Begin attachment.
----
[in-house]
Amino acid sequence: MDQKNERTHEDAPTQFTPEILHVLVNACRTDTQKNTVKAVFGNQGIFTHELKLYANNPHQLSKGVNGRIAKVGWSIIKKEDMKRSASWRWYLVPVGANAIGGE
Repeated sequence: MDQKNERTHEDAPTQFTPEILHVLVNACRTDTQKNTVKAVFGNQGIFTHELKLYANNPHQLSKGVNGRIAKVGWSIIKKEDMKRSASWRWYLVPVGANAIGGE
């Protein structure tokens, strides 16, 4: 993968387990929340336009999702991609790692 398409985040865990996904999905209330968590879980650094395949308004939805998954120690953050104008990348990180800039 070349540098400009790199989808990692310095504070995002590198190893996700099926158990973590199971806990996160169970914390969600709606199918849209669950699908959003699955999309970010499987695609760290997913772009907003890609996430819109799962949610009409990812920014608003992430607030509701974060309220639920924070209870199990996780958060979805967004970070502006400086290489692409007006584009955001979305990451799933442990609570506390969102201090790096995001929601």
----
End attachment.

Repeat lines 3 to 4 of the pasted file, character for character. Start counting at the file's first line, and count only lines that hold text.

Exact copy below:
Repeated sequence: MDQKNERTHEDAPTQFTPEILHVLVNACRTDTQKNTVKAVFGNQGIFTHELKLYANNPHQLSKGVNGRIAKVGWSIIKKEDMKRSASWRWYLVPVGANAIGGE
């Protein structure tokens, strides 16, 4: 993968387990929340336009999702991609790692 398409985040865990996904999905209330968590879980650094395949308004939805998954120690953050104008990348990180800039 070349540098400009790199989808990692310095504070995002590198190893996700099926158990973590199971806990996160169970914390969600709606199918849209669950699908959003699955999309970010499987695609760290997913772009907003890609996430819109799962949610009409990812920014608003992430607030509701974060309220639920924070209870199990996780958060979805967004970070502006400086290489692409007006584009955001979305990451799933442990609570506390969102201090790096995001929601």